“Across a world where all men grieve

And grieving strive the more,

The great days range like tides and leave

Our dead on every shore.”

When I first went to the U. S. after the Hitler war I was asked over and over again why the British did not clear out of India. Our presence there seemed to affront the conscience of freedom-loving America. I made such reply as seemed adequate, explaining that our whole policy in India had been to guide her people toward self-government, but I wish that I had had with me the words contained in Mr. Russell Smith’s letter:

“Nothing in historical experience or prophecy had prepared the world for the spectacle of a handful of Britons gathering into their hands the management of 250 million people living 6,000 miles away. Macaulay complained that most people in Britain in the early days of Indian occupation found it beyond comprehending, and simply hoped that nothing too bothersome would come of it. Looking back, even in the light of

successful accomplishment, it staggers the imagination.

“Here was a turmoiled agglomeration of races, nations, principalities and tribes, languages, religions, castes and customs, such as nowhere else in the world had ever gathered together in comparable space. It was a seething, interlocking mass, reduced to a state of complete anarchy by 1,000 years of devastating strife. When in this singular collection were to be found some of the most warlike races on earth the smallest measure of success must be considered in the realm of the miraculous.

“When in 1946 the British Government reached its momentous decision to relinquish the burden and hand over the reins of authority, those who had been anxiously watching the progress of Indian affairs through the smoke and flame of world events hung breathless on the outcome. It would provide the supreme test of the structure created by the long patience and genius of British administrators.

British “Wise and Cain'”

“What has emerged is awe-inspiring beyond the normal power of description. Two gigantic, antagonisticcommunities have been successfully disentangled and reconstituted into two powerful dominions—great going concerns—meeting their colossal problems with more apparent competence than all but a few of the world’s long-established nations. They hold, jointly or severally, a creditor position in a world of debt. They have an economic and industrial structure which places them among the strong of the earth. With language, law and order provided, they stand on the threshold undreamed of among Oriental races.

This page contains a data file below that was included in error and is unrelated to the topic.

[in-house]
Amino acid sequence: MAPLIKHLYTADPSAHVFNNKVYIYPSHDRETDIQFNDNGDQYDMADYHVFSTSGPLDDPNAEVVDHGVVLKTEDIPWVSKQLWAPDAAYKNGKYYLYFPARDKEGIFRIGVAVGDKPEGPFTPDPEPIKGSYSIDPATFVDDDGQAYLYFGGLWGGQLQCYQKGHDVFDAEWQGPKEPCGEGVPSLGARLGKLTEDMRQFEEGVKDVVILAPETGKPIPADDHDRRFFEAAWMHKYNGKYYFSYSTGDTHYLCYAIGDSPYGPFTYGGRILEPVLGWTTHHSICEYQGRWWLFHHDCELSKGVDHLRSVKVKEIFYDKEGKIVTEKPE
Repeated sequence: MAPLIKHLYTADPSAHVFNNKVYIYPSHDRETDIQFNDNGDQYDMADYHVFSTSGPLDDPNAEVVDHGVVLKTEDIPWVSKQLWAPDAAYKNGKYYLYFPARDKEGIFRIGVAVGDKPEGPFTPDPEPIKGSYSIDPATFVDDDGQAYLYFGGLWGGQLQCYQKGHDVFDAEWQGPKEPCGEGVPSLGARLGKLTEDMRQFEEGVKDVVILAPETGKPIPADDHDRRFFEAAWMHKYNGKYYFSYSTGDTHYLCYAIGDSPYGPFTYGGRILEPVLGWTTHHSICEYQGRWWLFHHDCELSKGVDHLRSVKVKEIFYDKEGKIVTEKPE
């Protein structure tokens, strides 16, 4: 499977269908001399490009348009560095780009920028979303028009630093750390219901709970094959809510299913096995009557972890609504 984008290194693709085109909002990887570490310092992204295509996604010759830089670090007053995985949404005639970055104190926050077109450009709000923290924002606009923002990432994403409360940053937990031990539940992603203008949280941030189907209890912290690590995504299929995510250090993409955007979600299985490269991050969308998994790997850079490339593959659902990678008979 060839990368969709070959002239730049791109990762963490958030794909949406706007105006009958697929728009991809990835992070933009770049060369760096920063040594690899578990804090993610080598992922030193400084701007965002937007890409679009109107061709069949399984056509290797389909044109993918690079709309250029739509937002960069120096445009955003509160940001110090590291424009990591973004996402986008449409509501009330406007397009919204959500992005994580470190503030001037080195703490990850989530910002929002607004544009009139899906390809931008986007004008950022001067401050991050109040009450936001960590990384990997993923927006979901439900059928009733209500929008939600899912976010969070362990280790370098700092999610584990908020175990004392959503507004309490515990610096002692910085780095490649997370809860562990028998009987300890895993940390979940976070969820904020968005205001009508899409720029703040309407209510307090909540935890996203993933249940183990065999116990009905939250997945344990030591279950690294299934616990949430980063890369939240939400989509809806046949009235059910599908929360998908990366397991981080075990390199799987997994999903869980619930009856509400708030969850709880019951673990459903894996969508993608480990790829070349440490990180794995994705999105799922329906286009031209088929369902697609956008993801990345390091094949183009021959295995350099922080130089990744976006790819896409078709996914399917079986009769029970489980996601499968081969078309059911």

“Between the wonder of this eminence and the abject chaos prevailing at the beginning of the 19th century lie 150 years of British management. The net gain represents the supreme gift of the British people to the people of India—and to civilization.”

In the 15 years I have been writing these letters I can have left little doubt of my love for Britain and my admiration for her people. Yet it does not seem to me that I would have rendered justice either to Britain or my readers if I had been satisfied to do nothing more than extol her virtues and ignore her faults.

No man can be great for 24 hours a day or he would be unbearable, and no nation can be great on each of the 365 days in the year.

At the present time in Britain we are going through a political and economic experiment which amounts almost to a revolution. I have never denied the importance of that experiment or doubted that there would result some things of enduring benefit to ourselves and modern civilization. But in all revolutions there are excesses, the only difference being in the degree of violence.

Fortunately, the British people are wise of judgment and calm of spirit. The channel that separates us from Europe is one of sanity as well as water. If Great Britain goes down the lights of civilization will go with her. Because the people accept their destiny there has not been a voice of any consequence raised against the Atlantic Pact, although it links our existence irrevocably to Europe.

I salute her sense of the centuries, her faith, her courage and her powers of endurance—but with both the written and spoken word I claim the right of a democratic citizen to point out the errors of her ways when Britain is less Great than her past and her future demand. ★